Nico Cellinese is the curator of the new exhibit, “Landscape Under Siege: Invasive Plants of Connecticut” at the Peabody Museum. She spoke to the Magazine’s Carolyn Kriss about the exhibit, our failing war against Eurasia and the merits of being invaded by insidious plants.

What prompted the mounting of the “Landscape Under Siege” exhibit?

Members of the Greater New York Chapter of the Guild of Natural Science Illustrators own the 33 paintings and etchings of the “Landscape Under Siege” exhibit, and they recently contacted the Peabody to see if we would mount this traveling collection. We thought it would be a wonderful opportunity to introduce the concept of invasive plant species to the public. New England is in a state of crisis with its plants. Not so much from invasive species but certainly from non-native varieties. One third of the plant species are non-native.

And non-native plants pose a threat even if they are not attacking the environment?

Oh yes. They may just sit there and all of a sudden they will misbehave. Scientists want to know why. Why are they so efficient? Why are they invasive here but not aggressive in their native habitats?

Would you say that New England is in a state of invasive plant crisis?

Yes. The United States spends over $100 billion every year in the repair of damage to intensive farmland management. We don’t want this problem to grow, but the European plants are very aggressive. For example, the Purple Loosestrife is a very pretty plant, and it’s fun to have it grow in a garden. But it spreads at a rate of 285,000 acres a year and produces over 2 million seeds per plant.

Does Europe have as much of a problem with plants from the United States as the United States has with plants from Europe?

No. U.S. plants do not take off there the way they do here.

So, we are on the losing side of the invasive species attack. Would you suggest sending some of our native species over there in order to even the score?

No, because it’s not a competition.

But if it were a competition, we’d be losing.

Yes, Eurasia is definitely the winner here.


And the strange thing is that European plants are not aggressive in their natural habitats, but somehow here they just go wild. It’s like a party. I mean, 285,000 acres a year. That’s no joke.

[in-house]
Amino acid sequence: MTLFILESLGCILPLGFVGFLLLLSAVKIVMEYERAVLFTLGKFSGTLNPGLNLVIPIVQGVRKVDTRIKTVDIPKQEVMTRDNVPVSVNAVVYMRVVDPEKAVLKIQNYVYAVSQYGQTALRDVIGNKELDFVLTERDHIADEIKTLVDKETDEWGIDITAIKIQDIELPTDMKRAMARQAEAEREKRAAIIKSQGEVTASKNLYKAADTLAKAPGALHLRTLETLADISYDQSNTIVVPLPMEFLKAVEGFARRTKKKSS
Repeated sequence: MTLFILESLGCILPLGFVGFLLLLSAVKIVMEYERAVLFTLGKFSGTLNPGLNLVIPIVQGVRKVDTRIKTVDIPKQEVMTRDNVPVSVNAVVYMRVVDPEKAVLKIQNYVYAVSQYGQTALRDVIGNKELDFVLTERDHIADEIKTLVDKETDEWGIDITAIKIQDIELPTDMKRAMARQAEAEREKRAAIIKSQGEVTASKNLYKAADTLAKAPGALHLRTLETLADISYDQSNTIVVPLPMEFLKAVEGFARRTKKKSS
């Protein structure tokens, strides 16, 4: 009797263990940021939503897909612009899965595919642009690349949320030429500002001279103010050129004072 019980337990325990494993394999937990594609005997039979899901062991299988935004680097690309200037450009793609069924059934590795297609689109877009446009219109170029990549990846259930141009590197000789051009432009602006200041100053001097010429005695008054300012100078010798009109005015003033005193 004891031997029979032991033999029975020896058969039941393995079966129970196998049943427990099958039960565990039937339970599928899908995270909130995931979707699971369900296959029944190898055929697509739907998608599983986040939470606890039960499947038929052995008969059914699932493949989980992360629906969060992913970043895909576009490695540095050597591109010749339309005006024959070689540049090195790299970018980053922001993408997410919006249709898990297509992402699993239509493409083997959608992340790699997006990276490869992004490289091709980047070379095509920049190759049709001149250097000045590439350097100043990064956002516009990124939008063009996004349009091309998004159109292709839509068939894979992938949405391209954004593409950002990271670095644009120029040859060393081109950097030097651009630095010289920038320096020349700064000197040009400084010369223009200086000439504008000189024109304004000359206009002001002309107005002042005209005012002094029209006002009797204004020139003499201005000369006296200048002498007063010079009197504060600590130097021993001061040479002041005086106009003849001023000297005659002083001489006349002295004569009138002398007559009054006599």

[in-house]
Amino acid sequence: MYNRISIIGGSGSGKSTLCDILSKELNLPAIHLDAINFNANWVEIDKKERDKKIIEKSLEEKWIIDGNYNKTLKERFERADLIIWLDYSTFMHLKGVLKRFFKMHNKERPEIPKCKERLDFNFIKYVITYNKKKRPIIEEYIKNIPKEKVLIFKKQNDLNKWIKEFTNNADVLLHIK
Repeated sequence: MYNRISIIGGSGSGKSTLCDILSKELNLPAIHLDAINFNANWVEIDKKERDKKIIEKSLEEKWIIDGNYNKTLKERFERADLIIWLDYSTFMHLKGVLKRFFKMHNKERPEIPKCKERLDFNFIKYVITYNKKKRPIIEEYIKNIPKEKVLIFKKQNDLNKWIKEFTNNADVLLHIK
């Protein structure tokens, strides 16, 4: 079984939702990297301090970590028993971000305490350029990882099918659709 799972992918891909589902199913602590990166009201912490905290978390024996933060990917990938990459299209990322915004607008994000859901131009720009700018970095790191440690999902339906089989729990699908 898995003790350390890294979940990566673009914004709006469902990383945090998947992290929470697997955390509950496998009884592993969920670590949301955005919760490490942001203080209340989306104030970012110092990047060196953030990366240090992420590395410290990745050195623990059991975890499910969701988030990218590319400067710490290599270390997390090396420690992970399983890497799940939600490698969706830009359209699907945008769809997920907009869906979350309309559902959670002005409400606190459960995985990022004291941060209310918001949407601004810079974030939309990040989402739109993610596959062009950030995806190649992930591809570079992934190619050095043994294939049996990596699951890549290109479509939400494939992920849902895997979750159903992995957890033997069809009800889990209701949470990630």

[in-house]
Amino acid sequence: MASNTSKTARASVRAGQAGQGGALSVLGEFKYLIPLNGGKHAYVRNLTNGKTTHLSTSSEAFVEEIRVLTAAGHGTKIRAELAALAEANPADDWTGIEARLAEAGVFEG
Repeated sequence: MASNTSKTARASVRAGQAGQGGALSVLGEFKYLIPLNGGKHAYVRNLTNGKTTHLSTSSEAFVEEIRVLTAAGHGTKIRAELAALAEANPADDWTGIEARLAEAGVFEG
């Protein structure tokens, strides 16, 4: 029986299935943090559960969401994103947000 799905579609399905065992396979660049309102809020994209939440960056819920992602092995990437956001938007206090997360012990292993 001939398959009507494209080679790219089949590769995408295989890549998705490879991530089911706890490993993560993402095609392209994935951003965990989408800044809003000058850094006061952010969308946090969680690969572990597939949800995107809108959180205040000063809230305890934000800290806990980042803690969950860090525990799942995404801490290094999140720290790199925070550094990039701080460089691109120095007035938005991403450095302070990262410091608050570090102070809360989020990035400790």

Certainly not. How do scientists hope to combat this problem?

We can use plant samples to reconstruct how these species came in. Every specimen is a statement of occurrence, but not without data attached. If you go back to source specimens without data, what are you going to do with that?

Not much, I assume. What sort of data do you need?

Location, where a plant was found, what soil the plant came from, what other species grew around the plant, etc. Now we can use a GPS to record the exact coordinate where a plant is found, but before everything was recorded in journals. With data we can reconstruct the entire habitat and at the same time reconstruct the movement of species.

Can non-scientists play a role in preventing the introduction of invasive species?

Yes, and that is the goal of this exhibit. We want to tell people not to buy something that isn’t native. They have the opportunity to make choices. The paintings of this exhibit are so pretty. They definitely have the ability to capture people’s attention. Oftentimes people will look at them and say, “Gosh, I have that in my backyard. I didn’t know it was invasive.”

While on the subject of people’s personal reactions to invasive species, if you could be any invasive plant species, which would you be, and why?

I certainly would want to be a Purple Loosestrife because I’m pretty and because I produce so many seeds per plant. I can clone myself very successfully and can spread by water, so I can travel quite a ways.

If you could be besieged by any invasive plant, which species would you be besieged by, and why?

Why do I want to be besieged by a plant? If I were a native plant, I wouldn’t want any of these beasts to grow near me. These plants are pretty aggressive, so as a native plant, I would be pretty scared.

What do you think native plants should fear the most?

I think people do much more harm than plants. We have dramatically changed our environment, especially in the last 50 years, and this process comes slowly and painfully for the other organisms that have to live with us. People do not realize that trees regenerate but herbs don’t. Are we careful enough? No, we’re not. I laugh because really we should be more careful. Who suffers ultimately but ourselves?

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